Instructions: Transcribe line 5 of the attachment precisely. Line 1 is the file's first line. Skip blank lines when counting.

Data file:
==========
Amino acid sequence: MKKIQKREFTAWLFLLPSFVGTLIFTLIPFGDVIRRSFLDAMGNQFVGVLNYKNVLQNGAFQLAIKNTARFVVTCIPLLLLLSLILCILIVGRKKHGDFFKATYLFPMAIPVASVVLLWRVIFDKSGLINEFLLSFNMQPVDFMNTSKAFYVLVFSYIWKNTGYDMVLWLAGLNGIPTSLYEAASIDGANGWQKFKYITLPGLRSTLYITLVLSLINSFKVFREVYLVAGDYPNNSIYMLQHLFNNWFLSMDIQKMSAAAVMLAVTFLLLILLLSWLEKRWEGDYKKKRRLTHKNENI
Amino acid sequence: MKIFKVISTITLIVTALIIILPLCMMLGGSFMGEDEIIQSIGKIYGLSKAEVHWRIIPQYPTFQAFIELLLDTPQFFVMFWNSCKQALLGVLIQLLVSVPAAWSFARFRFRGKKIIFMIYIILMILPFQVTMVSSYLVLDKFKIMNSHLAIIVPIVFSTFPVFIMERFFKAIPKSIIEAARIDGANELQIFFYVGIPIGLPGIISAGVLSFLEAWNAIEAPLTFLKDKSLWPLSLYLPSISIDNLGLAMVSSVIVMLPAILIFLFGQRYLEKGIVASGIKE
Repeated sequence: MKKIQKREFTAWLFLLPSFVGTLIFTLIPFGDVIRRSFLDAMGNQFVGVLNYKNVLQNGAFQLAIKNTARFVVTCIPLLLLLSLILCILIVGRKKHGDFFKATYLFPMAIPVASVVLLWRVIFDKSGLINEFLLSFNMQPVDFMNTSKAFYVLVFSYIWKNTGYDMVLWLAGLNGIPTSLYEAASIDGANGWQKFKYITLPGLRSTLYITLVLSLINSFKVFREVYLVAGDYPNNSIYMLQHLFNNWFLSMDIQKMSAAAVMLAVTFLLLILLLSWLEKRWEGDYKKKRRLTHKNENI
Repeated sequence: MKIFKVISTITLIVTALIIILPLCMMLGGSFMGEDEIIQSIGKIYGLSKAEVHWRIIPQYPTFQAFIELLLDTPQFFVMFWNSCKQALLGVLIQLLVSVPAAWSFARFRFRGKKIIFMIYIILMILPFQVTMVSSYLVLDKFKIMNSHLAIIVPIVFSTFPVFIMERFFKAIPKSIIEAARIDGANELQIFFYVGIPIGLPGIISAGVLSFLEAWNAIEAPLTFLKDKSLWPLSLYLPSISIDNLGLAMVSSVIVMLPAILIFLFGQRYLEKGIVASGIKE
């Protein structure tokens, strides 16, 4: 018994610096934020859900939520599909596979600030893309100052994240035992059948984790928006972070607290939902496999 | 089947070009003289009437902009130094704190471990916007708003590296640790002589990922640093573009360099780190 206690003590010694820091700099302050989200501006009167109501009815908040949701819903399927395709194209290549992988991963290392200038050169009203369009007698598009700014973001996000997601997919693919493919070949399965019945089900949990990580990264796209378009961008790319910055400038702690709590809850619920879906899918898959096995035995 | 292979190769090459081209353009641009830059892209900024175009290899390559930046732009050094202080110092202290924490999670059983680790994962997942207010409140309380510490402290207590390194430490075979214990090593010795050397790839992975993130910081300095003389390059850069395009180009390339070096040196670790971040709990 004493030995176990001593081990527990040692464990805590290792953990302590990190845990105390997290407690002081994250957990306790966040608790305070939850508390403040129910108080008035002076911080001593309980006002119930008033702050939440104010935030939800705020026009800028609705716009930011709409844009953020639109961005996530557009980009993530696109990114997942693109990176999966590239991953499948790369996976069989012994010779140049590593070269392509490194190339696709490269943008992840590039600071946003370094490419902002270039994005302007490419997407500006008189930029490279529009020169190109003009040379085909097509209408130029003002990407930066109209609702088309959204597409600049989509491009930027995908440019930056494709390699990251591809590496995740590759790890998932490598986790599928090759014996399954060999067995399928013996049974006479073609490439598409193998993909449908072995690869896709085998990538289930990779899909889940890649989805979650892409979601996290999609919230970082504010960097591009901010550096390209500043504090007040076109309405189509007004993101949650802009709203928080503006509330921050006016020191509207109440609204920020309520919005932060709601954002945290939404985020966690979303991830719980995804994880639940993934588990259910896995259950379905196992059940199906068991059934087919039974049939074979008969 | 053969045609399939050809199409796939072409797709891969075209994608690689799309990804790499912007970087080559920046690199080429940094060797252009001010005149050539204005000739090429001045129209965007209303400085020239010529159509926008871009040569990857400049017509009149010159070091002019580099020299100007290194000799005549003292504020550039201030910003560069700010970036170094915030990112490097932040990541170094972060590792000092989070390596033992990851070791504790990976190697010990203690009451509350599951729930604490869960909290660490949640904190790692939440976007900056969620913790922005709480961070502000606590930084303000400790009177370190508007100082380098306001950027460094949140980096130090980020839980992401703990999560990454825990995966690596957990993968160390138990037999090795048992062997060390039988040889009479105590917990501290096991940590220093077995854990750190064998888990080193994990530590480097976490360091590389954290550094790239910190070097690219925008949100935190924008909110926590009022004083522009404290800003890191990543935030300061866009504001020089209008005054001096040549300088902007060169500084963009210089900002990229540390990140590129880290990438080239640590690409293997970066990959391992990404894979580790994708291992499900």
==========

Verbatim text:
């Protein structure tokens, strides 16, 4: 018994610096934020859900939520599909596979600030893309100052994240035992059948984790928006972070607290939902496999 | 089947070009003289009437902009130094704190471990916007708003590296640790002589990922640093573009360099780190 206690003590010694820091700099302050989200501006009167109501009815908040949701819903399927395709194209290549992988991963290392200038050169009203369009007698598009700014973001996000997601997919693919493919070949399965019945089900949990990580990264796209378009961008790319910055400038702690709590809850619920879906899918898959096995035995 | 292979190769090459081209353009641009830059892209900024175009290899390559930046732009050094202080110092202290924490999670059983680790994962997942207010409140309380510490402290207590390194430490075979214990090593010795050397790839992975993130910081300095003389390059850069395009180009390339070096040196670790971040709990 004493030995176990001593081990527990040692464990805590290792953990302590990190845990105390997290407690002081994250957990306790966040608790305070939850508390403040129910108080008035002076911080001593309980006002119930008033702050939440104010935030939800705020026009800028609705716009930011709409844009953020639109961005996530557009980009993530696109990114997942693109990176999966590239991953499948790369996976069989012994010779140049590593070269392509490194190339696709490269943008992840590039600071946003370094490419902002270039994005302007490419997407500006008189930029490279529009020169190109003009040379085909097509209408130029003002990407930066109209609702088309959204597409600049989509491009930027995908440019930056494709390699990251591809590496995740590759790890998932490598986790599928090759014996399954060999067995399928013996049974006479073609490439598409193998993909449908072995690869896709085998990538289930990779899909889940890649989805979650892409979601996290999609919230970082504010960097591009901010550096390209500043504090007040076109309405189509007004993101949650802009709203928080503006509330921050006016020191509207109440609204920020309520919005932060709601954002945290939404985020966690979303991830719980995804994880639940993934588990259910896995259950379905196992059940199906068991059934087919039974049939074979008969 | 053969045609399939050809199409796939072409797709891969075209994608690689799309990804790499912007970087080559920046690199080429940094060797252009001010005149050539204005000739090429001045129209965007209303400085020239010529159509926008871009040569990857400049017509009149010159070091002019580099020299100007290194000799005549003292504020550039201030910003560069700010970036170094915030990112490097932040990541170094972060590792000092989070390596033992990851070791504790990976190697010990203690009451509350599951729930604490869960909290660490949640904190790692939440976007900056969620913790922005709480961070502000606590930084303000400790009177370190508007100082380098306001950027460094949140980096130090980020839980992401703990999560990454825990995966690596957990993968160390138990037999090795048992062997060390039988040889009479105590917990501290096991940590220093077995854990750190064998888990080193994990530590480097976490360091590389954290550094790239910190070097690219925008949100935190924008909110926590009022004083522009404290800003890191990543935030300061866009504001020089209008005054001096040549300088902007060169500084963009210089900002990229540390990140590129880290990438080239640590690409293997970066990959391992990404894979580790994708291992499900």